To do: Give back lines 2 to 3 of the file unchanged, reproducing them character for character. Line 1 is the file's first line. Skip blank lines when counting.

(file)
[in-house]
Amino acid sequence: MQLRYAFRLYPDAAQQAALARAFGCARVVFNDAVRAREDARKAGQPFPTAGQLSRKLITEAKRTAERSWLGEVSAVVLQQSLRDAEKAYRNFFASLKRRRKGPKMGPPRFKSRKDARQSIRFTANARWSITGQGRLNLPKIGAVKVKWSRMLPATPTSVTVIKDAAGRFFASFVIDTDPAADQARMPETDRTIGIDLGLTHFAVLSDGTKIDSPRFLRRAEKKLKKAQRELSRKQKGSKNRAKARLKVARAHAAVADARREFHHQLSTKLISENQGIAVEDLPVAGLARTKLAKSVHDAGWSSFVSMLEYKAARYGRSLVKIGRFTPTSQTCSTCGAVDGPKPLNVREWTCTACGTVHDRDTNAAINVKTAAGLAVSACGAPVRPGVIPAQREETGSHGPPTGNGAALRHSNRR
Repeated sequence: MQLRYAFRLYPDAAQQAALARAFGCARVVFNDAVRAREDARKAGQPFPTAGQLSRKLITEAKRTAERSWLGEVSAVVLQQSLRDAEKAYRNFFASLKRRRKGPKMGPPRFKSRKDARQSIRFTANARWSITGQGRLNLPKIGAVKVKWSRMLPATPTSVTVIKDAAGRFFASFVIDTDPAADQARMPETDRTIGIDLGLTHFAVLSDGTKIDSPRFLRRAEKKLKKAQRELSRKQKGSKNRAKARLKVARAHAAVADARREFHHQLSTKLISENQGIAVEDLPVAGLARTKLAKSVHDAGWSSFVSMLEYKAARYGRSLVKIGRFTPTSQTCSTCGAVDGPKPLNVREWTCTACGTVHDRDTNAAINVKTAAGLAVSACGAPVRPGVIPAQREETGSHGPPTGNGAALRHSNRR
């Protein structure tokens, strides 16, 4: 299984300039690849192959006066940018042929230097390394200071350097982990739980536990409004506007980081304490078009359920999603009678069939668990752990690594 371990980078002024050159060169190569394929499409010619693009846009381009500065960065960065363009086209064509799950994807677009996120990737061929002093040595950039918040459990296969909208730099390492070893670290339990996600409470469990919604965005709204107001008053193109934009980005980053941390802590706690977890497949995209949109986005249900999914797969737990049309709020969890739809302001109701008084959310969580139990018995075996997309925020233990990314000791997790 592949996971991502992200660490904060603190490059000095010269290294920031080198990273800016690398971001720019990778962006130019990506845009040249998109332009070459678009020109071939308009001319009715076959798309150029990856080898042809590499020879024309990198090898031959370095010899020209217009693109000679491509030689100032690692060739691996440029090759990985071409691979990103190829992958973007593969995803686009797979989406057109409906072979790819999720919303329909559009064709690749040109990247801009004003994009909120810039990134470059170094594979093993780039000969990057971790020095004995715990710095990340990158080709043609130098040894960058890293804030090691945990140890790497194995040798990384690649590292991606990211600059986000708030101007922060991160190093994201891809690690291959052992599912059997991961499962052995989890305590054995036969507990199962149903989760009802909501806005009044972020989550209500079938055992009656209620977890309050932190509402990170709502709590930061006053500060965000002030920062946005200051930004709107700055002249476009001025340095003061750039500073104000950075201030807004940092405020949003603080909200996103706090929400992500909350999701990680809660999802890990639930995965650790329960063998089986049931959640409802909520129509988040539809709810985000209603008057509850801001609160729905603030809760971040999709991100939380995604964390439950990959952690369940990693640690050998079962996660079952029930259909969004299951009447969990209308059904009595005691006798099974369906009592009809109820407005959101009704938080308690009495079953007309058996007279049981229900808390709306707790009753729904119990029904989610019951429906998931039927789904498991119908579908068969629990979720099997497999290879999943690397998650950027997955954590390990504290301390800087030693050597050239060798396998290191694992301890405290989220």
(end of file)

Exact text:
Amino acid sequence: MQLRYAFRLYPDAAQQAALARAFGCARVVFNDAVRAREDARKAGQPFPTAGQLSRKLITEAKRTAERSWLGEVSAVVLQQSLRDAEKAYRNFFASLKRRRKGPKMGPPRFKSRKDARQSIRFTANARWSITGQGRLNLPKIGAVKVKWSRMLPATPTSVTVIKDAAGRFFASFVIDTDPAADQARMPETDRTIGIDLGLTHFAVLSDGTKIDSPRFLRRAEKKLKKAQRELSRKQKGSKNRAKARLKVARAHAAVADARREFHHQLSTKLISENQGIAVEDLPVAGLARTKLAKSVHDAGWSSFVSMLEYKAARYGRSLVKIGRFTPTSQTCSTCGAVDGPKPLNVREWTCTACGTVHDRDTNAAINVKTAAGLAVSACGAPVRPGVIPAQREETGSHGPPTGNGAALRHSNRR
Repeated sequence: MQLRYAFRLYPDAAQQAALARAFGCARVVFNDAVRAREDARKAGQPFPTAGQLSRKLITEAKRTAERSWLGEVSAVVLQQSLRDAEKAYRNFFASLKRRRKGPKMGPPRFKSRKDARQSIRFTANARWSITGQGRLNLPKIGAVKVKWSRMLPATPTSVTVIKDAAGRFFASFVIDTDPAADQARMPETDRTIGIDLGLTHFAVLSDGTKIDSPRFLRRAEKKLKKAQRELSRKQKGSKNRAKARLKVARAHAAVADARREFHHQLSTKLISENQGIAVEDLPVAGLARTKLAKSVHDAGWSSFVSMLEYKAARYGRSLVKIGRFTPTSQTCSTCGAVDGPKPLNVREWTCTACGTVHDRDTNAAINVKTAAGLAVSACGAPVRPGVIPAQREETGSHGPPTGNGAALRHSNRR